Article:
The long-awaited Ministerial Performance Agreements for South African cabinet ministers were published last week – more than a year after Cyril Ramaphosa promised them in his first State of the Nation Address in 2019. Despite the delay, the finalisation of these agreements is to be welcomed, as it permits the ministers to be held accountable for their work, and (hopefully!) removed from office for poor performance or non-delivery.
In the agreement the President signed with Minister of Mineral Resources and Energy, Gwede Mantashe, however, the minister commits to procuring 2500MW of nuclear energy by 2024. Not only is this beyond the scope the cabinet agreed to in the Integrated Resource Plan 2019 (South Africa’s electricity roadmap), it is beyond the capability of South Africa to implement or manage in the short to medium term. The IRP notes in Decision 8 to “Commence preparations for a nuclear build programme to the extent of 2500 MW at a pace and scale that the country can afford because it is a no-regret option in the long term.”
So why does it feature now?
Gwede Mantashe has a long-held obsession with nuclear, that dates back to his days as Jacob Zuma’s Secretary-General of the ANC. It must be recalled that this is the man on whose watch Chancellor House was permitted to loot the coffers of the Medupi and Khusile builds, who oversaw the capture of South Africa’s state-owned entities and the rise of Gupta-aligned stooges as ministers – many of whom are now appearing before the Zondo Commission on State Capture, and some of whom still hold high office in the cabinet or in parliament. A nuclear new build is just another opportunity to loot the state’s coffers and line the pockets of the ANC and its corrupt cadres.
If we go back to the cabinet decision in the IRP, the key words are “at a pace and scale that the country can afford”. It cannot be disputed that our economy is in recession (although the ANC will deny this); that our fiscus is strained beyond the capability of the state to rectify it, short of massive structural reform and the cutting of non-essential programmes and projects (they will deny this too!); or that ESKOM has demonstrated a total incapacity to manage large scale projects. Our nuclear skilled personnel have largely left the country, and those that remain are stretched to the limit.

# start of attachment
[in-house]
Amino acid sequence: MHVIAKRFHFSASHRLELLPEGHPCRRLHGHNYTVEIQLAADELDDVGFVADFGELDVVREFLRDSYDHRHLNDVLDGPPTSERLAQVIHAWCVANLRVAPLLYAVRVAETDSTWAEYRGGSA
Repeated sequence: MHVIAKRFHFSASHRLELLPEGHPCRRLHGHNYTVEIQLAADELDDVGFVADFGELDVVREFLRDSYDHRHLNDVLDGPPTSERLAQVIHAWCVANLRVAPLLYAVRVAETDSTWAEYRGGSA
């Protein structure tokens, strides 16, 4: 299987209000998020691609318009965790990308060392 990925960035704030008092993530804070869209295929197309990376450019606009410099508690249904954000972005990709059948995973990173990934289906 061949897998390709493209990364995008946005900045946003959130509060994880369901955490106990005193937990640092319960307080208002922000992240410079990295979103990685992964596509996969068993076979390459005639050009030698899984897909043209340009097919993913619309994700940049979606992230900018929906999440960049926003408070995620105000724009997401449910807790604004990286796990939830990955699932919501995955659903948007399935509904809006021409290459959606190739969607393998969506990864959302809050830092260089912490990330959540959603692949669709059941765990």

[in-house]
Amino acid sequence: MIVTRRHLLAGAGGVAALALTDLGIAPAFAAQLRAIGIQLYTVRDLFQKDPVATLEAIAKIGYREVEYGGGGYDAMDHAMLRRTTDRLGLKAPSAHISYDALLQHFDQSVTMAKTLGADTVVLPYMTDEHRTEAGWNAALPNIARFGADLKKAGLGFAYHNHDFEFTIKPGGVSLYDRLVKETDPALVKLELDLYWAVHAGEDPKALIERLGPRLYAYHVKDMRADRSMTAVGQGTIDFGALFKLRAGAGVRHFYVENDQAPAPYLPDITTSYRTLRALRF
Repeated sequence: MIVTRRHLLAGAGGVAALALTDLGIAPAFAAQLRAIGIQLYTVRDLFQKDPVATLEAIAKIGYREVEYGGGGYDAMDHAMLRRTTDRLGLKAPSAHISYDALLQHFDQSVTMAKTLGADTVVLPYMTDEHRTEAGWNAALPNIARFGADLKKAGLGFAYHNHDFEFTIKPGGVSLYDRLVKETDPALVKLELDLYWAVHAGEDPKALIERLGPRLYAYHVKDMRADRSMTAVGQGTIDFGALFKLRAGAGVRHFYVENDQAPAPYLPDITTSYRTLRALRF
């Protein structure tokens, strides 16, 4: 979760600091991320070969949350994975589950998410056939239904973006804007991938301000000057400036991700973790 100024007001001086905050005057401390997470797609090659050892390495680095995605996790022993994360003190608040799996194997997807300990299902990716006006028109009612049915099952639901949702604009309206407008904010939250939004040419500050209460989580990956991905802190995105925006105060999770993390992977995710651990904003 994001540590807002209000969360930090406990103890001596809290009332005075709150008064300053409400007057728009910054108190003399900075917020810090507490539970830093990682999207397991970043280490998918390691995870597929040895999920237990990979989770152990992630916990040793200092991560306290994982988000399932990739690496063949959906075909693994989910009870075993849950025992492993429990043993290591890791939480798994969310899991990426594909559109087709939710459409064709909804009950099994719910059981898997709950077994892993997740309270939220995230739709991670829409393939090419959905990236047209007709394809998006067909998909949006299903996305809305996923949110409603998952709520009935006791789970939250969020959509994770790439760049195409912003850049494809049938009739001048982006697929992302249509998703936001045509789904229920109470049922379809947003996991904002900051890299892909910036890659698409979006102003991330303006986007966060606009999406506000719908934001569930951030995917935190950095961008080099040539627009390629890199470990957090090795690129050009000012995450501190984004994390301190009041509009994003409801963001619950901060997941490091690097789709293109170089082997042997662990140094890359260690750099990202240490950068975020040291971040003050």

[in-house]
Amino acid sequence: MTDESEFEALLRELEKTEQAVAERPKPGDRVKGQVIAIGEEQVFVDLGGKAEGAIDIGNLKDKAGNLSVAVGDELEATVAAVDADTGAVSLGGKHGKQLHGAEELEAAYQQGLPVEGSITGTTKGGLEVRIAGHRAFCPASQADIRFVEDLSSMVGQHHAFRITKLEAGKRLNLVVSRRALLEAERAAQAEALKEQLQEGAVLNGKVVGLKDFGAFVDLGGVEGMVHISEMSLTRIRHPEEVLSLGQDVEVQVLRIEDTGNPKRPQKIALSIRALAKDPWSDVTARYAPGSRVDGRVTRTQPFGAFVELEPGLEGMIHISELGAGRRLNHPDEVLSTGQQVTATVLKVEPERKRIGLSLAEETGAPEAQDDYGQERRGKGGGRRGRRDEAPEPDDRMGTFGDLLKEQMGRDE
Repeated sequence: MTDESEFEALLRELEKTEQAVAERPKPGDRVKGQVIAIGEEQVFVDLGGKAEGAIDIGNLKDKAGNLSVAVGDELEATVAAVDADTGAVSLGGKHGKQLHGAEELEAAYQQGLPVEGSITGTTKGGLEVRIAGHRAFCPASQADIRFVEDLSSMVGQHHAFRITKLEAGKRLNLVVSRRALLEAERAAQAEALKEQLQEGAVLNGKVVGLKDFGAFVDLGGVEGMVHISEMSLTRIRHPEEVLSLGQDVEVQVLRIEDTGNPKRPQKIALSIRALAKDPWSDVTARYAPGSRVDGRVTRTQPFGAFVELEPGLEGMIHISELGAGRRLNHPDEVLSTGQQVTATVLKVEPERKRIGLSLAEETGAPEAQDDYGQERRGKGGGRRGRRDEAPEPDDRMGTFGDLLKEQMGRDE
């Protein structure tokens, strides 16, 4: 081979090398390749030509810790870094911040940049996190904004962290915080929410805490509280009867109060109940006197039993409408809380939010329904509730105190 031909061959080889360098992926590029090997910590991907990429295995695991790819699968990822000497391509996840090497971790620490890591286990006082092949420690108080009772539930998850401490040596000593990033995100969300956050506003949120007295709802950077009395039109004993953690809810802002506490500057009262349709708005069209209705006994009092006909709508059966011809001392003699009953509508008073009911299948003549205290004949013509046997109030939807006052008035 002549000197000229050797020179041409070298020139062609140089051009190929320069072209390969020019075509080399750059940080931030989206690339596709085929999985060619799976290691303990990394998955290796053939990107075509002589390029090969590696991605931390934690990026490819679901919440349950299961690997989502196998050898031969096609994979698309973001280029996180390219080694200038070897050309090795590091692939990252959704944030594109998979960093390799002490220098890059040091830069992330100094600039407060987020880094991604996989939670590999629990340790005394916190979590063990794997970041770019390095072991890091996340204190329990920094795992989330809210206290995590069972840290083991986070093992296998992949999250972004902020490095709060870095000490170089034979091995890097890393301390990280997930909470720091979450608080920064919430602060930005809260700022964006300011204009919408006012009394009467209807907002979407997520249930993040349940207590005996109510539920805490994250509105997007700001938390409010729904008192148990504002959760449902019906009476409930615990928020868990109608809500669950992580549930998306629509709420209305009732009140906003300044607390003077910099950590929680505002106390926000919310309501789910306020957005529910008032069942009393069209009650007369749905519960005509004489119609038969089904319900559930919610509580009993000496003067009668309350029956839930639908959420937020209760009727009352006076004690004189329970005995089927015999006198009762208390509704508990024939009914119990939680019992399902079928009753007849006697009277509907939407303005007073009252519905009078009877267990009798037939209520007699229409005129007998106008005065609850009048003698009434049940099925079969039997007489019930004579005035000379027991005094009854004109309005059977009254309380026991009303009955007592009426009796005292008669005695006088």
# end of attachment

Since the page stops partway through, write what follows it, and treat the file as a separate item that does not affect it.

It is a fact that a nuclear new build will cost in the region of $6000 per kW (using overnight construction costs on standard AP1000 designs and based on 2016 costs). That means that, excluding interest and financing costs (and the cost of corruption, overruns and delays), South Africa would be looking at a build cost of $15 billion, or R223 billion, again at 2016 prices, before a single kilowatt is generated. More recent costings put the price at roughly $8000 per kW – or almost R300 billion. In a 2017 study for the International Association for Energy Economics, Wealer & Kemfert et al put it bluntly: “Nuclear power is not competitive.” This was echoed by Forbes magazine, which noted that “nuclear’s “enormous costs, political and popular opposition, and regulatory uncertainty” render new reactors infeasible even in regions where they make economic sense” and that “nuclear reactors are not a viable source of new power.”
Nuclear new builds are characterised by high capital costs during the development, construction and operationalisation phases (i.e. at the start of the project), relatively low (and usually stable) operating costs, and a significant decommissioning and decontamination cost. The project is typically vendor-financed, with a lengthy payback period. This means that the South African electricity consumer (and taxpayer) would be carrying the burden of the build for the lifespan of the plant – usually 40 years. South Africa just cannot afford another vanity mega project at this time.